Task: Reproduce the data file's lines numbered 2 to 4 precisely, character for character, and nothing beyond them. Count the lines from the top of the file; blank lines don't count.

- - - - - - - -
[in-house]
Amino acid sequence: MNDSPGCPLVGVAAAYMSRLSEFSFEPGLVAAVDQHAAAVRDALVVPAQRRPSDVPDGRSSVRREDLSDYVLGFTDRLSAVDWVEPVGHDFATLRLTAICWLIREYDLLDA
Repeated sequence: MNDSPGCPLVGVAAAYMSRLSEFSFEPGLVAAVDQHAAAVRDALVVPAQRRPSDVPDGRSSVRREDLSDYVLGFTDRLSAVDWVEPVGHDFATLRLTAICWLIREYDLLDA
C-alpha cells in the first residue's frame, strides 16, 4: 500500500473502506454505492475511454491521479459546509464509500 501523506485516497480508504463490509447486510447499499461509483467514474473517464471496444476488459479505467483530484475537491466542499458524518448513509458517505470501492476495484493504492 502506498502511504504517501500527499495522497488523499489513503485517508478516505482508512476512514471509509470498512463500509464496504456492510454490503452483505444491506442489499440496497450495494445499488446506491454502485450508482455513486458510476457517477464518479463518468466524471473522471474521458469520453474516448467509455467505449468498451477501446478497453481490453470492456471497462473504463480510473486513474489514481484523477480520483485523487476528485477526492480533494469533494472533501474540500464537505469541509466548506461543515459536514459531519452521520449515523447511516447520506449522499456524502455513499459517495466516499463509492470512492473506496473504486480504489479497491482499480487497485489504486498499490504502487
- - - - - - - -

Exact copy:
Amino acid sequence: MNDSPGCPLVGVAAAYMSRLSEFSFEPGLVAAVDQHAAAVRDALVVPAQRRPSDVPDGRSSVRREDLSDYVLGFTDRLSAVDWVEPVGHDFATLRLTAICWLIREYDLLDA
Repeated sequence: MNDSPGCPLVGVAAAYMSRLSEFSFEPGLVAAVDQHAAAVRDALVVPAQRRPSDVPDGRSSVRREDLSDYVLGFTDRLSAVDWVEPVGHDFATLRLTAICWLIREYDLLDA
C-alpha cells in the first residue's frame, strides 16, 4: 500500500473502506454505492475511454491521479459546509464509500 501523506485516497480508504463490509447486510447499499461509483467514474473517464471496444476488459479505467483530484475537491466542499458524518448513509458517505470501492476495484493504492 502506498502511504504517501500527499495522497488523499489513503485517508478516505482508512476512514471509509470498512463500509464496504456492510454490503452483505444491506442489499440496497450495494445499488446506491454502485450508482455513486458510476457517477464518479463518468466524471473522471474521458469520453474516448467509455467505449468498451477501446478497453481490453470492456471497462473504463480510473486513474489514481484523477480520483485523487476528485477526492480533494469533494472533501474540500464537505469541509466548506461543515459536514459531519452521520449515523447511516447520506449522499456524502455513499459517495466516499463509492470512492473506496473504486480504489479497491482499480487497485489504486498499490504502487